Oh The Places I Went

Original publish date:  May 9, 2013
Oh The Places We Went
Along the hall in my home the words, “Oh the Places You’ll Go” hang above art and posters representing the places I’ve gone. From the Great Barrier Reef to the edge of America’s West Coast, the places I’ve traveled are memorialized on my walls. It is, of course, a nod to the Dr. Seuss book about life and its many adventures. When it came time to return to Huntsville from my 18-month stay in Gulf Shores, I began the desperate search only a perfectionist/procrastinator can make. The perfect piece of art to join my hallway collection had to be found. Visits to off-the-beaten-path galleries were made. I flipped through pictures and marveled at paintings. Nothing struck my fancy. Nothing that could encompass angry people, grateful athletes, fresh seafood, musical events, lonely weekends on the beach, sand in everything, tennis, and the great fight was found. The wholeness of my beach life was too complicated to be put in a frame. As such, nothing hall-worthy made its way home with me.
During that time, I spent much energy focusing on how I’d honor this time. How would I use this experience in my future? What would I bring with me? If I couldn’t find anything to hang on the wall, surely the representation would come in my personality. Yes, I’m different now – but only slightly. I’m stronger, wiser, and more determined. Wouldn’t that have happened anyhow? Most likely. I was consumed with a genuine desperation to define and honor this magnificent experience that I wasn’t allowed to share with any external souls.
As it happens every spring in North Alabama, the brownish grey of winter gives way to the green of spring. As the season subtly transitions, a dusting of yellow pollen covers the region. The fine granules work their way through closed windows and screen doors. On the streets, piles of this allergen are stirred up as cars head forward toward their destination. Glancing in my side mirror, I watched it swirl and scatter in my wake. It was this simple, out-of-the-corner-of-my-eye sight that perfectly epitomized the struggle I was navigating internally.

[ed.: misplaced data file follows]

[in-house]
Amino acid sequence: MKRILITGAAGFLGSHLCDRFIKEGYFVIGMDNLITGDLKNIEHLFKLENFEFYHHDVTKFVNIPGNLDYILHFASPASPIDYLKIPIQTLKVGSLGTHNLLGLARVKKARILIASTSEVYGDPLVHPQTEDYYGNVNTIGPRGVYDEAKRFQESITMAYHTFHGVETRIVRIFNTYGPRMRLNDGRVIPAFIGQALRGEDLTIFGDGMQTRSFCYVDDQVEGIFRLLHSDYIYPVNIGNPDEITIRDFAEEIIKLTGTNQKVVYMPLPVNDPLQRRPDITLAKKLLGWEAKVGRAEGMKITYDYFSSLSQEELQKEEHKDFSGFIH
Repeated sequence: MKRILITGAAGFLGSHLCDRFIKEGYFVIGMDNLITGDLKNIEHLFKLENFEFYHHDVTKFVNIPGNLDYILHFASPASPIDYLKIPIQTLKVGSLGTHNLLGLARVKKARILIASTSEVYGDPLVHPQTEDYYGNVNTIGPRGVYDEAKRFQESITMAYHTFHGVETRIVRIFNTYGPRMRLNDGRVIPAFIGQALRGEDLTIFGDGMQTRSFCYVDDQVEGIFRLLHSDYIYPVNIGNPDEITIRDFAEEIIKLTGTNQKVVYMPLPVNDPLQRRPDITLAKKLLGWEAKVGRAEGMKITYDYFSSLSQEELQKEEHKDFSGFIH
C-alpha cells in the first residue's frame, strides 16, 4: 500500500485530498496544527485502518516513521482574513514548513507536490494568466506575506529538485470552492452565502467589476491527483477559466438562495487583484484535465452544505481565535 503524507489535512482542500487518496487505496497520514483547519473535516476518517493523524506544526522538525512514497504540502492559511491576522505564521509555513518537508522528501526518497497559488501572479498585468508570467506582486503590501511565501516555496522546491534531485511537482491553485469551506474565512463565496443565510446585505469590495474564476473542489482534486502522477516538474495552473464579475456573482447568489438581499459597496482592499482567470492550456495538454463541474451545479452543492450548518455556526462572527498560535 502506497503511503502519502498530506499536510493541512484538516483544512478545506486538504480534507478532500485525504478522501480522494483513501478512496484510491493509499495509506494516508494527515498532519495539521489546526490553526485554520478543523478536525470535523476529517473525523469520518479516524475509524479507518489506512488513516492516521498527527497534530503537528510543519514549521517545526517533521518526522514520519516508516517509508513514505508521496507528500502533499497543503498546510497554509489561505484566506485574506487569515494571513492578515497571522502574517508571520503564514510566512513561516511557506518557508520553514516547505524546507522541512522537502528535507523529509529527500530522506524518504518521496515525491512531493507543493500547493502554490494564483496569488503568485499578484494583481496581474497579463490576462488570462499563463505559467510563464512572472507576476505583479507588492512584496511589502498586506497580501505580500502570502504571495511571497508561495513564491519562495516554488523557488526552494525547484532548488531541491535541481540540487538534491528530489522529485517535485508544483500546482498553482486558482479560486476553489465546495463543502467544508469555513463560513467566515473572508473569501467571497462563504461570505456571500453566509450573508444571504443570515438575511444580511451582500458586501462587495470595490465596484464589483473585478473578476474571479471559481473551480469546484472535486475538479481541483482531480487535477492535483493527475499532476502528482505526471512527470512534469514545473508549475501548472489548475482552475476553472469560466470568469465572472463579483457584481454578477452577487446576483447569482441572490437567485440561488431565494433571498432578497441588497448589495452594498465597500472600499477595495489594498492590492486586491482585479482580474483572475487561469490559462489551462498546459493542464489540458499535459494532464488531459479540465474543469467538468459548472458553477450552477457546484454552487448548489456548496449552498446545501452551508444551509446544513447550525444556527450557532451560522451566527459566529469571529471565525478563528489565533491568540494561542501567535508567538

Life is constantly happening. Seasons are constantly changing. We’re all just passing through this place. Why would you focus on what you bring with you to the next place? Instead focus on what you leave behind. Our legacy has very little to do with what we hang on walls or stories we tell. Our legacy is about improving this place. Honoring our past means doing the best in our present so when it becomes our past, we have made it better.
When I look back at my time on the Deepwater Horizon Spill Response team, I see a legacy of which I am incredibly proud. I recall communities we rebuilt, lives we enhanced, and industries we revitalized. We did it in the face of intense criticism and pressure. We created a legacy by establishing programs that will last for decades. Looking back over my life, I see I’ve always grown not by what I took. I grew by what I left. Addition by subtraction.
At the exact moment I shifted my perception, peace grew strong in my heart. The anxiety created by trying to honor the experience settled. We always say that God only gives us what we can handle. Challenge that. Take on what you can handle. Choose what you release. I choose to release that anxiety. By doing so, I’m finally done chewing on this experience.
Regardless if I ever find anything materialistic to symbolize my precious time at the beach, it stays alive in the memories of what I left in my wake. That is more amazing than anything you can hang on a wall.

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